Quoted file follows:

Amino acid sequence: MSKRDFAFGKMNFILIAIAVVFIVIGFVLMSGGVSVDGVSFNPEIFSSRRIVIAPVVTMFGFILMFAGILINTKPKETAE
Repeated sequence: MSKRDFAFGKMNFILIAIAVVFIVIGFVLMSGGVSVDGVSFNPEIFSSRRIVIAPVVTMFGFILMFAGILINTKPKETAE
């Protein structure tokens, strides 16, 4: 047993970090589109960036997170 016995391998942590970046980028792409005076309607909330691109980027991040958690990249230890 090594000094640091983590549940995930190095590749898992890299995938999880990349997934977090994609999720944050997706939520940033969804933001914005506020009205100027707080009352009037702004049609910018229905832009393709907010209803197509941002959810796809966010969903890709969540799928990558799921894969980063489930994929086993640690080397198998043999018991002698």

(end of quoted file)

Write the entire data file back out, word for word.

Amino acid sequence: MSKRDFAFGKMNFILIAIAVVFIVIGFVLMSGGVSVDGVSFNPEIFSSRRIVIAPVVTMFGFILMFAGILINTKPKETAE
Repeated sequence: MSKRDFAFGKMNFILIAIAVVFIVIGFVLMSGGVSVDGVSFNPEIFSSRRIVIAPVVTMFGFILMFAGILINTKPKETAE
């Protein structure tokens, strides 16, 4: 047993970090589109960036997170 016995391998942590970046980028792409005076309607909330691109980027991040958690990249230890 090594000094640091983590549940995930190095590749898992890299995938999880990349997934977090994609999720944050997706939520940033969804933001914005506020009205100027707080009352009037702004049609910018229905832009393709907010209803197509941002959810796809966010969903890709969540799928990558799921894969980063489930994929086993640690080397198998043999018991002698």